Therefore, to address this issue and to streamline the rehabilitation process, the Supreme Court En Banc outlined the guidelines on the matter of providing actual notice to the concerned courts or tribunals regarding the financial rehabilitation proceedings in its 11 July 2023 Decision in the case of Pacific Cement v. Oil and Natural Gas Commission, G.R. No. 229471. The Supreme Court set the following guidelines to be observed in the conduct of financial rehabilitation proceedings pursuant to FRIA and FR Rules, to wit:

  1. Upon the appointment of a rehabilitation receiver, the rehabilitation court shall instruct the former to notify all courts or tribunals before which the debtor has pending actions, by way of manifestation, of the following: the existence of the petition for rehabilitation; the court where the petition was filed; the date of filing; and the fact of the issuance of commencement and stay orders.
  2. In cases where the petitioner is the debtor, the courts to be notified shall be those indicated in the verified petition and affidavit of general financial condition, as required by Section 2(A)(7) and (10), Rule 2(A) of the FR Rules.
  3. In cases where the petitioner is the creditor, the rehabilitation court shall, together with the appointment of a rehabilitation receiver, instruct the latter to ascertain the existence of any pending actions or proceedings by or against the debtor.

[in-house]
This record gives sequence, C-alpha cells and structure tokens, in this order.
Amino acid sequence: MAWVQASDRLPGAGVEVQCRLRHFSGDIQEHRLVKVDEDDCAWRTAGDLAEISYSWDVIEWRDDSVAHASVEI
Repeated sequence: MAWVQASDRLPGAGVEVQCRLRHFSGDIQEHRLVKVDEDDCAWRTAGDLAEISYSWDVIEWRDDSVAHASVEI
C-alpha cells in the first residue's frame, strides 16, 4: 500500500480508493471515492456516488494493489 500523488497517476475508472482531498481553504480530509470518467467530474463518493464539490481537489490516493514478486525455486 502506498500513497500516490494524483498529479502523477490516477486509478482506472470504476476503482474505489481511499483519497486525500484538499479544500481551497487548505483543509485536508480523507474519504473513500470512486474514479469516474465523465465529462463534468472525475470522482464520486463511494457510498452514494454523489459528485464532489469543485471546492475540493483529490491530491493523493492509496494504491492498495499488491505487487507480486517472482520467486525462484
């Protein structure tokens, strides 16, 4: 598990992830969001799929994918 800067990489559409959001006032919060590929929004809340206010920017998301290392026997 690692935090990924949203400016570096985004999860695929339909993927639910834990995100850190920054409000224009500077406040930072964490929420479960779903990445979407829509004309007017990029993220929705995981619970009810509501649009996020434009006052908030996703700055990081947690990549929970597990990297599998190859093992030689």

4. The rehabilitation receiver shall report its compliance herewith to the rehabilitation court on the date of the initial hearing.
  5. The rehabilitation court shall further require the rehabilitation receiver, should the latter learn of any other pending actions by or against the debtor, to notify such other court/tribunal of the following: the existence of the petition for rehabilitation, the court where the petition was filed; the date of its filing; and the fact of the issuance of commencement and stay orders, by way of manifestation within five calendar days from the rehabilitation receiver’s knowledge of such other actions. The rehabilitation receiver shall also report to the rehabilitation court of the former’s compliance within five calendar days.
Clearly, the foregoing court-mandated guidelines on proper notification in financial rehabilitation proceedings carry several implications beyond simply ensuring courts are adequately informed. First, these guidelines streamline the legal process, reducing delays and complications in handling rehabilitation cases. Second, they enhance transparency and fairness by ensuring all involved parties are properly notified and have the opportunity to participate in the proceedings. Third, these guidelines promote the efficient resolution of legal matters related to rehabilitation, contributing to the overall effectiveness of the financial rehabilitation system. Finally, by establishing clear protocols for notification, these guidelines help safeguard the rights and interests of debtors, creditors, and other stakeholders involved in the rehabilitation process. All these factors pave the way for the business organization’s successful recovery and continued growth in the ever dynamic business environment.

This article is for informational and educational purposes only. It is not offered and does not constitute legal advice or legal opinion. 

Wildy L. Pahayahay is an Associate of the Angara Abello Concepcion Regala & Cruz Law Offices (ACCRALAW), Davao Branch.